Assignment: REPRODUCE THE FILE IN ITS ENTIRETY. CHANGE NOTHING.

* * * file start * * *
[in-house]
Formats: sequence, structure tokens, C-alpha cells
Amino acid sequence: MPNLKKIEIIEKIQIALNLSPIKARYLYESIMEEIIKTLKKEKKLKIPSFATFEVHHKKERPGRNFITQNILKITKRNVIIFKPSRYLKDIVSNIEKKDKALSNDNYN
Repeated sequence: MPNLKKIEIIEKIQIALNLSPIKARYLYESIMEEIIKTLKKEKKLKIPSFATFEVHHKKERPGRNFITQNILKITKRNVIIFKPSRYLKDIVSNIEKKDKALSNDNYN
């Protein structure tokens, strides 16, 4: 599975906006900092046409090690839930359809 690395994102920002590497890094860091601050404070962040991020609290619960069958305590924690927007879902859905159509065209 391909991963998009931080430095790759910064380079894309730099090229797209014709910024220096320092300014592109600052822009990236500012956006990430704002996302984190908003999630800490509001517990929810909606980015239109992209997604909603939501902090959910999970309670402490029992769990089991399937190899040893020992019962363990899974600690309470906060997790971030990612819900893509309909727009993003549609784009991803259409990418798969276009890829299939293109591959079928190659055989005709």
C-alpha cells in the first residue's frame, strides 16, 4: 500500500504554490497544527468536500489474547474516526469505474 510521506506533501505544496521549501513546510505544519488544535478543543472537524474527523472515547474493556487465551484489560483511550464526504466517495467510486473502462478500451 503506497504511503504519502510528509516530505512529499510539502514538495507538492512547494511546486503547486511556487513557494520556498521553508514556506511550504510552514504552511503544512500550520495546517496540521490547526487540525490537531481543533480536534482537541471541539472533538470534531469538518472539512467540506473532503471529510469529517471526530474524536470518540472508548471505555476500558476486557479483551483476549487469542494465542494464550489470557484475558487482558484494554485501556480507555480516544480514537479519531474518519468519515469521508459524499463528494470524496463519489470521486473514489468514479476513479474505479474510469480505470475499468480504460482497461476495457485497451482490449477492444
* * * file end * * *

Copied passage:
[in-house]
Formats: sequence, structure tokens, C-alpha cells
Amino acid sequence: MPNLKKIEIIEKIQIALNLSPIKARYLYESIMEEIIKTLKKEKKLKIPSFATFEVHHKKERPGRNFITQNILKITKRNVIIFKPSRYLKDIVSNIEKKDKALSNDNYN
Repeated sequence: MPNLKKIEIIEKIQIALNLSPIKARYLYESIMEEIIKTLKKEKKLKIPSFATFEVHHKKERPGRNFITQNILKITKRNVIIFKPSRYLKDIVSNIEKKDKALSNDNYN
């Protein structure tokens, strides 16, 4: 599975906006900092046409090690839930359809 690395994102920002590497890094860091601050404070962040991020609290619960069958305590924690927007879902859905159509065209 391909991963998009931080430095790759910064380079894309730099090229797209014709910024220096320092300014592109600052822009990236500012956006990430704002996302984190908003999630800490509001517990929810909606980015239109992209997604909603939501902090959910999970309670402490029992769990089991399937190899040893020992019962363990899974600690309470906060997790971030990612819900893509309909727009993003549609784009991803259409990418798969276009890829299939293109591959079928190659055989005709």
C-alpha cells in the first residue's frame, strides 16, 4: 500500500504554490497544527468536500489474547474516526469505474 510521506506533501505544496521549501513546510505544519488544535478543543472537524474527523472515547474493556487465551484489560483511550464526504466517495467510486473502462478500451 503506497504511503504519502510528509516530505512529499510539502514538495507538492512547494511546486503547486511556487513557494520556498521553508514556506511550504510552514504552511503544512500550520495546517496540521490547526487540525490537531481543533480536534482537541471541539472533538470534531469538518472539512467540506473532503471529510469529517471526530474524536470518540472508548471505555476500558476486557479483551483476549487469542494465542494464550489470557484475558487482558484494554485501556480507555480516544480514537479519531474518519468519515469521508459524499463528494470524496463519489470521486473514489468514479476513479474505479474510469480505470475499468480504460482497461476495457485497451482490449477492444